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Step by step towards Health for All

As part of efforts to meet the Sustainable Development Goals for 2030, governments around the world are reforming their health systems to ensure that all people have equal access to healthcare. As one of the first developing countries Nepal is moving towards a more equitable healthcare policy with a national insurance system.

The mother's groups in the villages learn about the importance of family planning, vaccination for their toddlers and pregnancy examinations.

‘Health for all’ has yet to become a matter of course. Worldwide, there are 400 million* people who do not have adequate or even no access to basic healthcare. Accordingly, combating this issue has been included in the list of 17 Sustainable Development Goals (SDGs) to be achieved by 2030. Thereby, the goal of ‘Health for All’ is focused not only on direct access to treatment options and medicines, but also includes precautionary measures aimed in particular at alleviating the financial burden for those in poverty, thus reducing inequality in access to health services.

Nepal sets a first milestone
Against the current backdrop of inequality, the Nepalese Parliament has passed a new law that provides financial protection for all sections of the population in the event of illness. With the introduction of compulsory and uniform basic insurance, premium subsidies for the poor and a regulated relationship between the insured and insurance providers, the new system is in many ways similar to Swiss healthcare. With this bold initiative, Nepal is not only undertaking to reform its own health system but is also setting a significant milestone on the path towards universal health coverage. “The law relates primarily to the individualisation of insurance for individuals and families. The financial burden will particularly be alleviating for people with low income,” says FAIRMED country director, Nirmala Sharma, about the reform.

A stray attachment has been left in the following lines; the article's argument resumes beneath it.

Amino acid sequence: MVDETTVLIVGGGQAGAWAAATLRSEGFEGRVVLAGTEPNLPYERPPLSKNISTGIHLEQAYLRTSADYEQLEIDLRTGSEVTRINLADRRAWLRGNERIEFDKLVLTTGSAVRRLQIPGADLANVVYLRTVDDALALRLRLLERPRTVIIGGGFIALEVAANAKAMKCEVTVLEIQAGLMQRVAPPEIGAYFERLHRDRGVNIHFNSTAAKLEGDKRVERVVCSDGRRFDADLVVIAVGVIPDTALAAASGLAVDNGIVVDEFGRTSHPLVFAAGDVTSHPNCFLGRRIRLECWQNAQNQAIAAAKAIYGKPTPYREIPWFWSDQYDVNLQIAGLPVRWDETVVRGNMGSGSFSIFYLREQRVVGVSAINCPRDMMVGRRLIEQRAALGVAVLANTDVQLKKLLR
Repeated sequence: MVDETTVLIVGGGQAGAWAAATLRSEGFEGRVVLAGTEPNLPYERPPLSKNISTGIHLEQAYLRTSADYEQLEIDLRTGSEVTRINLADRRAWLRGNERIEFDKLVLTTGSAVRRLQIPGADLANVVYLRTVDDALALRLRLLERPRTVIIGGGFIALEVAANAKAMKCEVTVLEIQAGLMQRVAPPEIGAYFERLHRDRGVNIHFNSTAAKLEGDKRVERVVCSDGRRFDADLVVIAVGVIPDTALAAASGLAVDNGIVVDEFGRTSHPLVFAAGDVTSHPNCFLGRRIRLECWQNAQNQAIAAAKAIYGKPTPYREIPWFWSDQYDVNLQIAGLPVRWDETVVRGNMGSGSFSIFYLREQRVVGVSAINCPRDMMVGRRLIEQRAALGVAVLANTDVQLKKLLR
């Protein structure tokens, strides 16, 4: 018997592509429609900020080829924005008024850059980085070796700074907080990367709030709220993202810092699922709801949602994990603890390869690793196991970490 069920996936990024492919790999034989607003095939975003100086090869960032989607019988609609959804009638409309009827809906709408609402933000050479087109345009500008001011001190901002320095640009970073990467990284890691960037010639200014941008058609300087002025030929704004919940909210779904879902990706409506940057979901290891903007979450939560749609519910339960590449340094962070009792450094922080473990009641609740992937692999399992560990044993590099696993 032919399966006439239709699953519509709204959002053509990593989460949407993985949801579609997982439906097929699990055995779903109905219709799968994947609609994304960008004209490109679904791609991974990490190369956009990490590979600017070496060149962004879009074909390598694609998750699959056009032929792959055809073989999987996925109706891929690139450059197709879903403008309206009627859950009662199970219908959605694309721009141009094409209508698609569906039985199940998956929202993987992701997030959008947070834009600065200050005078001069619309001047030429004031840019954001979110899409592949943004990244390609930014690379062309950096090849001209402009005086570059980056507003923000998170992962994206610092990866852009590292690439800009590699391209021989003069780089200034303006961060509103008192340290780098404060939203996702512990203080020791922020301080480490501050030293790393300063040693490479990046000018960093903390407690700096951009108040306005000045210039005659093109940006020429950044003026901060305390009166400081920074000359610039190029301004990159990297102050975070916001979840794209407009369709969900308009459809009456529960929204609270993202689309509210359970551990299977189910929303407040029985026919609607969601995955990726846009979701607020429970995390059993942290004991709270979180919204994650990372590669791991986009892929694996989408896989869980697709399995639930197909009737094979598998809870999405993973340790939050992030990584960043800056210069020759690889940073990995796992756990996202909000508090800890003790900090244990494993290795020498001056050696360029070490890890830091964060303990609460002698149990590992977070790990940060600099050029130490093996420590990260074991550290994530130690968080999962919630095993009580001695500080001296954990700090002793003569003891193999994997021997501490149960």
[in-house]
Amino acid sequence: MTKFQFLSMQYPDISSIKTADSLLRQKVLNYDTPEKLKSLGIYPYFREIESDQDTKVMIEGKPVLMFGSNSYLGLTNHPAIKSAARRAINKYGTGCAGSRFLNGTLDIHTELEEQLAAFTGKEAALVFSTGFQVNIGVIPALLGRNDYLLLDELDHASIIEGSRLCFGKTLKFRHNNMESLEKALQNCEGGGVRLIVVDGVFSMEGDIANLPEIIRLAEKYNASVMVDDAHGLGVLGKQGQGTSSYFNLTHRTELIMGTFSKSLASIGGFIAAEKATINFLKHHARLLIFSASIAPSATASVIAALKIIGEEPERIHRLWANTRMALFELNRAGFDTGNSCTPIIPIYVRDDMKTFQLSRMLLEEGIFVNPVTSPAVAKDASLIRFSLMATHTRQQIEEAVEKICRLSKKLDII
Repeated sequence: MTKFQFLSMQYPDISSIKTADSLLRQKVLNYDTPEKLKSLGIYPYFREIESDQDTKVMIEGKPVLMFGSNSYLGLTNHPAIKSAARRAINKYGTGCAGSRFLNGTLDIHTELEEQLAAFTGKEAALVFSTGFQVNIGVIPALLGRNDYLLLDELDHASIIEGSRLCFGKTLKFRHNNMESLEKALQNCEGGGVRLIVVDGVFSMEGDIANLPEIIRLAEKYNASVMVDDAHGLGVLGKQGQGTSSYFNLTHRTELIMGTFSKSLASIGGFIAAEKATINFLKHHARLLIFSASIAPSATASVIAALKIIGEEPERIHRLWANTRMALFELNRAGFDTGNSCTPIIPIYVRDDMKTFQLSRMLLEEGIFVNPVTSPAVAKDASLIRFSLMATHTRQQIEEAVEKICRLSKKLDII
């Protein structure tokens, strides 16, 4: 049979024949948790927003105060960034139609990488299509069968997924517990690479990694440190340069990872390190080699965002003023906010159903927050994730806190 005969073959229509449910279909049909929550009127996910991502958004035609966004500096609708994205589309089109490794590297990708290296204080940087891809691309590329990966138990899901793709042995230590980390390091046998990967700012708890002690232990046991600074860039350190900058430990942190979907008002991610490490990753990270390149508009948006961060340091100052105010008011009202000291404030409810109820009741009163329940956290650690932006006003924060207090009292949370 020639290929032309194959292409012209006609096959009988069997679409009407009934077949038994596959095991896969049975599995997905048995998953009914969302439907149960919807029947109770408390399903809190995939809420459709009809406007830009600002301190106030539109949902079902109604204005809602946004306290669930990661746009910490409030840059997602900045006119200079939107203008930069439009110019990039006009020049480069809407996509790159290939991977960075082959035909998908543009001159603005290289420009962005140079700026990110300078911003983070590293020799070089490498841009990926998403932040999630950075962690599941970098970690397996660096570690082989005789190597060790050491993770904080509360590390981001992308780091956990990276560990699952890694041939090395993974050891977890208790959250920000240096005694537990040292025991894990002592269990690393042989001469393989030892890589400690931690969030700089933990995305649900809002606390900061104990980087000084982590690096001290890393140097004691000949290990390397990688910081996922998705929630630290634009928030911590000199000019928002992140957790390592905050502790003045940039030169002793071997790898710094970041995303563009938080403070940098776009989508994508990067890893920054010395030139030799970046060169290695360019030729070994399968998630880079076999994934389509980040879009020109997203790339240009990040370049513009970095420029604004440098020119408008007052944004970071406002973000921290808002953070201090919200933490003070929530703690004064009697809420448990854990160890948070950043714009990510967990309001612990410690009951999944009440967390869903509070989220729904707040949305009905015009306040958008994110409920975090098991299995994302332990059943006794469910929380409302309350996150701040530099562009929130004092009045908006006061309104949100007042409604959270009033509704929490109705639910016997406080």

FAIRMED providing backup
FAIRMED is also committed to achieving the goal of ‘Health for All’ in Nepal, above all for people living in remote regions and in poor conditions, who are unable to take advantage of existing health services. In the district of Kapilvastu, for example, where FAIRMED is committed to sustainable improvement of healthcare for mothers and infants. Here, the emphasis is on education and training for local health workers and volunteers, as well as information and awareness-raising activities aimed at informing mothers about available health care services. “So far, these courses of action have had far-reaching positive effects, and have helped us to enable access to all-round medical care for almost everyone in the region,” explains Nirmala Sharma.

*Source: WHO Global Monitoring Report 2015

Read the article on Nepal's new Health Act

By training health workers and volunteers, FAIRMED commits to sustainable improvement of existing health services.